“There has been some action on every item that’s been brought up, either planning hasn’t been implemented, a time frame for the when the next steps may be taken, but I can assure you, it’s just not sitting in a drawer,” Lawrence Schovanec, Texas Tech’s President, says.
Before becoming the university’s 16th president in 2016, he taught in the Department of Mathematics and Statistics. Like all faculty, he was required to have office hours, where he’d meet and discuss academic issues with students. He’s now decided to carry that notion into his role as head of the university.
Earlier this semester, Robbie Meyer, the Student Government Association president, and Schovanec had a brief conversation.
“He said something to the effect, you know Dr. Schovanec, we always really enjoy those meetings with you. We see that you’re really funny, etcetera, etcetera. I think what he was saying was, you’re more human than people would expect and you aught to let other students have that chance to meet you. So I came in the next week and said we’re going to do office hours. And it’s just a chance for them to raise any points that they want to pursue. It’s been quite and amazing experience truly,” he says.
Schovanec’s days are typically jammed packed. On one recent day he had 14 appointments on his calendar. So adding more to his schedule wasn’t easily done. But he added four one-hour sessions to allow students to come meet with him.
More than 30 students took Schovanec up on his offer.
“I wanted this to provide access to students, to the president to express concerns to raise questions about things that were bothersome to them, to make requests. But, beyond that sort of high level impression, or access, I think the real benefit for students has been the personal connection,” he explains.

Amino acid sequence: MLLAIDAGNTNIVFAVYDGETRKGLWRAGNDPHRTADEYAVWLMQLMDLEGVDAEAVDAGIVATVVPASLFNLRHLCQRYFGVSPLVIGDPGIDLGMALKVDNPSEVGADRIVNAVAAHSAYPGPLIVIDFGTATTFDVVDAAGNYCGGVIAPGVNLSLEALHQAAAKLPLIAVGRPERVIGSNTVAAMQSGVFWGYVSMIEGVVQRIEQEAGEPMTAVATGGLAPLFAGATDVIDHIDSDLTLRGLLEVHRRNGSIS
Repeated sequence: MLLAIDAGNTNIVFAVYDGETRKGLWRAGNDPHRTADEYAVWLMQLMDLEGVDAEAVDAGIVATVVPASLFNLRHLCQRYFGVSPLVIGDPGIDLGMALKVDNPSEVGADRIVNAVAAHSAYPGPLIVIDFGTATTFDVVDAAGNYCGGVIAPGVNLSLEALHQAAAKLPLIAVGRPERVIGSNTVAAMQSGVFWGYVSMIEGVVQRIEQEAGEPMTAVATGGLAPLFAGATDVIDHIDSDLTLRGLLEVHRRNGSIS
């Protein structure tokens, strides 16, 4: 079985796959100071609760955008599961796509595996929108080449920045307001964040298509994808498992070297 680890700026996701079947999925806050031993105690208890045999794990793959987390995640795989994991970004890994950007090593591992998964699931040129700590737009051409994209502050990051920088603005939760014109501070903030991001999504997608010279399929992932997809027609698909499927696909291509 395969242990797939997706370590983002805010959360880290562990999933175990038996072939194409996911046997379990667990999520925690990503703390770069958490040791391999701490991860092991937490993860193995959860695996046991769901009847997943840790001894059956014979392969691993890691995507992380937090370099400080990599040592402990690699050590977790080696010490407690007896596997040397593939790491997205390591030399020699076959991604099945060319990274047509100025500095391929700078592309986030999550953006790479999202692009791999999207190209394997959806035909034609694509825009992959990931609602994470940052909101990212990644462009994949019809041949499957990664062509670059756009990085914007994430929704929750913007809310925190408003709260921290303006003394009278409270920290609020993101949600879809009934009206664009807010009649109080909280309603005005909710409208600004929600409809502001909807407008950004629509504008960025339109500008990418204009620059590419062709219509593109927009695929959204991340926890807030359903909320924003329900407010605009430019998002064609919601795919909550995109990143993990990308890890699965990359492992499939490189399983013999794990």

Some of the student-president discussions included parking concerns, classroom experiences, and various issues between different groups on campus.
More specifically one military veteran who’s a student asked how he could engage more active military and other vets to get involved on campus. Another student told of having difficulty making it financially as a graduate student. Still another wanted to discuss having therapy dogs on campus for student, which the university already provides in the library during final exams.
“They wanted to make it available, in a way to be checked out on a need basis. As she began to speak, the young person right next to her said, ‘yes I suffer from severe anxiety and depression.’ And this young lady who was giving the presentation, was going to make a proposal that we provide greater access to therapy dogs.”
Another topic raised came from a group of Honors College students who have mentored K through 6th graders at Bayless Elementary, a lower socio-economic Lubbock school. The group went to Bayless to read to the younger students and encourage them to be excited about learning. Schovanec wondered about their qualifications to counsel the youngsters.
“But it’s the human touch that’s changing those students,” he says. “We sort of brainstormed here, why can’t we create a group of students on campus that would be available for students here to reach out to when they need to talk to somebody, when they need that personal mentoring and connection.”
In each of the four sessions, Schovanec’s chief of staff, Grace Hernandez, sat in to hear the discussions. He’s asked her to follow up on items and issues that arose.
Schovanec says he plans to do more of the Office Hours.
“I’ve heard recommendations from my colleagues in this office that this is a bit much,” he says. “But I think at least three times a semester. With all of the initiatives that are coming out of this. There are limits to what you can do in a responsible way, that after a while you’re not just flailing.”